Chapter 3 – Principles of Imaging Techniques
- Be able to describe the major components of an X-ray unit and explain the process of X-ray generation
- For the following modalities; X-ray, mammography, fluoroscopy, digital subtraction angiography (DSA), CT, Ultrasound, MRI, and Nuclear Medicine, the Student should:
- Be able to describe the physical principles of image formation
- Describe the positioning of the patient for common radiographic techniques (e.g. chest x-ray)
- Recognize factors affecting image quality related to X-ray dose in radiography and fluoroscopy
- Describe the principles of the Doppler effect in ultrasound
- Understand the concepts of spatial, temporal, and contrast resolution
- Describe the Hounsfield Unit (HU) scale and the principle of window level and width
- Relate the contraindications and safety issues for imaging modalities, including the MR environment, with regard to patients and staff
- Explain the basic infrastructure of imaging informatics, including Picture Archiving and Communication Systems (PACS) and Radiology Information Systems (RIS) in the jurisdiction that you work in
- Recognize the technological elements displayed when encountering an image (AP chest X-ray, lung level/window for CT, etc.)
- Recognize optimal and sub-optimal image quality in radiography and fluoroscopy
- Identify normal anatomy on radiography, fluoroscopy, DSA, ultrasound, CT, MRI
- Communicate the diagnostic value of imaging modalities for common indications to the patient
- Describe the common processes related to imaging examinations to the patient
- Communicate the risks and benefits of various imaging examinations (including radiography, fluoroscopy, DSA, ultrasonography, CT, MRI, and Nuclear Medicine) to patients and their families
Diagnostic Radiology (Diagnostic Imaging, Medical Imaging, Radiology) is a medical sub-specialty that is overseen by the Royal College of Physicians and Surgeons of Canada and is subject to specialty certification by this organization.
The Diagnostic Radiology Residency is a multi-modality, body system structured, training program that introduces the trainee to all of the major modalities and anatomic regions in preparation for the resident to challenge the national specialty examinations in Diagnostic Radiology, and to have the skills and knowledge to be a knowledgeable general radiologist.
Diagnostic Radiology encompasses a wide variety of modalities, anatomic regions, and clinical conditions. The major imaging modalities that will be discussed in later sections of this chapter, include:
- X-rays (radiographs)
- Computed Tomography (CT)
- Ultrasound (with Doppler)
- Magnetic Resonance Imaging (MRI)
- Nuclear Medicine (PET/CT)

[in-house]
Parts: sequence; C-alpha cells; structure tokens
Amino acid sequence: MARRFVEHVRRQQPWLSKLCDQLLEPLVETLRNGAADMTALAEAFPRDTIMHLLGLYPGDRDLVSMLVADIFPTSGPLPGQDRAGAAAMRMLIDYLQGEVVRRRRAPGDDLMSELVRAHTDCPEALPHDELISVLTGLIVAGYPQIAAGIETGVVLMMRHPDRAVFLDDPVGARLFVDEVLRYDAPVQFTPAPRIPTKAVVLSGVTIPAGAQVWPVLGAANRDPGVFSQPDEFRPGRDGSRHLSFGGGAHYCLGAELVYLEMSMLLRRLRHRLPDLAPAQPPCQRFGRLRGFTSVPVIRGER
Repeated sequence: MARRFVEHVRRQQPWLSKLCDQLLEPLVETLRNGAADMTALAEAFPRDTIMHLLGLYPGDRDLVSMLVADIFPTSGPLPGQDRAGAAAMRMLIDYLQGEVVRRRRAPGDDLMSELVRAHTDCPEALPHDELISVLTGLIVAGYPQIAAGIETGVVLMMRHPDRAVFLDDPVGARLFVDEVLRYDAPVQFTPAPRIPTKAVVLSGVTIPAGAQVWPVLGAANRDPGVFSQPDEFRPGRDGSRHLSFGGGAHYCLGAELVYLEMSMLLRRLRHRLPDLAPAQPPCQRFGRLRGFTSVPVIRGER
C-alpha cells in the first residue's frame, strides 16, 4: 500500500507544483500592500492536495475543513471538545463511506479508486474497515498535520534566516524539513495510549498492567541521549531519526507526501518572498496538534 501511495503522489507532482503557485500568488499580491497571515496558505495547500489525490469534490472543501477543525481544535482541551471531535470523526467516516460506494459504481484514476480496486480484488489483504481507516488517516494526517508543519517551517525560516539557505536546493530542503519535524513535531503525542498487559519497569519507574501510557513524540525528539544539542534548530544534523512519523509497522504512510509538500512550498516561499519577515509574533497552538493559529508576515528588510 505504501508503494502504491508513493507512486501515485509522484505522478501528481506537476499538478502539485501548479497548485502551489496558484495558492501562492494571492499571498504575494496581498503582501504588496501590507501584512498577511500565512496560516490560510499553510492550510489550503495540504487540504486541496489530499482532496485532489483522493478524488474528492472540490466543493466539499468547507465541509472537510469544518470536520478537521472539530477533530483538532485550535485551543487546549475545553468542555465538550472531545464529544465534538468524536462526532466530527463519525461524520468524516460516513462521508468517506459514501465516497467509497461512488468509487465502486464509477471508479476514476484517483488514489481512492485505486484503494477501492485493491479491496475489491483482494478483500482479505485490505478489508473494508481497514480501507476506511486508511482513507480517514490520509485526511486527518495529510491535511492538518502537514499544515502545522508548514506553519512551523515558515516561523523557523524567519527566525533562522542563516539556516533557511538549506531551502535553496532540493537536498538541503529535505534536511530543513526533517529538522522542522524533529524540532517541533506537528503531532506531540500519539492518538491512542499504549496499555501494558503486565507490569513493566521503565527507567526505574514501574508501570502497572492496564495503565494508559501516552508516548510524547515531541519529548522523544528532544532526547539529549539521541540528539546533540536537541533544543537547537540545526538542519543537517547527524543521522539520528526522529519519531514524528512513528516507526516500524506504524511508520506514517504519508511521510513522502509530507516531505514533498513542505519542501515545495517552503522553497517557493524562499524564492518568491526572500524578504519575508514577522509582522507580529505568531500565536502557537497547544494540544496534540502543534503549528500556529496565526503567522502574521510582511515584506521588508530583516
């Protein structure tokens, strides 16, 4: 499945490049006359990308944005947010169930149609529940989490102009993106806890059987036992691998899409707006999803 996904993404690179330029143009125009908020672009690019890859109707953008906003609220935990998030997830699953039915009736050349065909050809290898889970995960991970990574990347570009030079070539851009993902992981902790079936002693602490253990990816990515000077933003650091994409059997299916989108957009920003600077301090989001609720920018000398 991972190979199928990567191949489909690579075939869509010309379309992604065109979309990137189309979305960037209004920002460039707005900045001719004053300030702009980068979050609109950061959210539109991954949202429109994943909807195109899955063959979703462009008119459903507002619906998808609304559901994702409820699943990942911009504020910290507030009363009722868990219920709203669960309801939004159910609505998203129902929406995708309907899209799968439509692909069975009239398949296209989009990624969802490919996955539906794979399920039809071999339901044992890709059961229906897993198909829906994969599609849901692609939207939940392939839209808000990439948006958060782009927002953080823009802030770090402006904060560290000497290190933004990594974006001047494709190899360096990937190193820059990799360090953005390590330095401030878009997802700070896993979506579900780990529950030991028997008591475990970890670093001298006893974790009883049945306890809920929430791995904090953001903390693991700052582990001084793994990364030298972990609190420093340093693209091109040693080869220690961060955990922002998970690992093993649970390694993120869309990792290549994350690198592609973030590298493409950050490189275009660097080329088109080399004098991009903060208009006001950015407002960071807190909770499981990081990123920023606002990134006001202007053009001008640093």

The first five modalities utilize x-rays generated via an x-ray tube. The mechanical and technical features of the imaging modalities are very different but they all use ionizing radiation administered to the patient from a standardized distance and rely upon the differential absorption of the incident x-rays to create an image.
Ultrasound utilizes high frequency (inaudible) sound while MRI employs magnetic fields and radio waves.
Nuclear Medicine images rely upon the administration of a radioactive pharmaceutical agent that emits alpha, beta, or positron radiation that is captured by external radiation detectors. The anatomic detail of Nuclear Medicine images is very limited but the pharmaceuticals can be designed to concentrate in specific tissues of the body, focusing the bulk of the administered radioactive substance and maximizing the usefulness of the examination, e.g. bone scans are acquired by injecting Technetium 99m (99mTc) bound to diphosphonate. This radio-pharmaceutical is preferentially concentrated in metabolically active bone and maximizes the radiation that is emitted from bone minimizing the background radiation coming from adjacent soft tissues (muscle, fat, etc.).
Resolution of Imaging Modalities
Spatial resolution – This is a measure of the ability of an imaging modality to differentiate objects from each other when the objects are in close proximity. It is also a description of image blur. A standard method of determining the resolution of an x-ray based imaging technology is the line pair detection standard. If lines are created by interposing a radiopaque substance (lead) with a radiolucent substance (air), how many pairs of lines can be distinctly identified per millimeter? CT has a line-pair resolution of 0.7 line-pairs/mm while mammography resolves 7 line-pairs/mm. Image spatial resolution using x-rays can be effected by a wide variety of parameters including some of the following: the incident x-ray dose; the focal spot of the x-ray source; scattering of the incident x-ray beam; the detector array used to detect the transmitted x-rays; and the quality of the viewing monitor.
Spatial resolution of Ultrasound and Magnetic Resonance is more complex due to the physics of these imaging modalities.
Of all the above modalities Nuclear Medicine has the lowest spatial resolution with PET/CT having a resolution of 2 mm.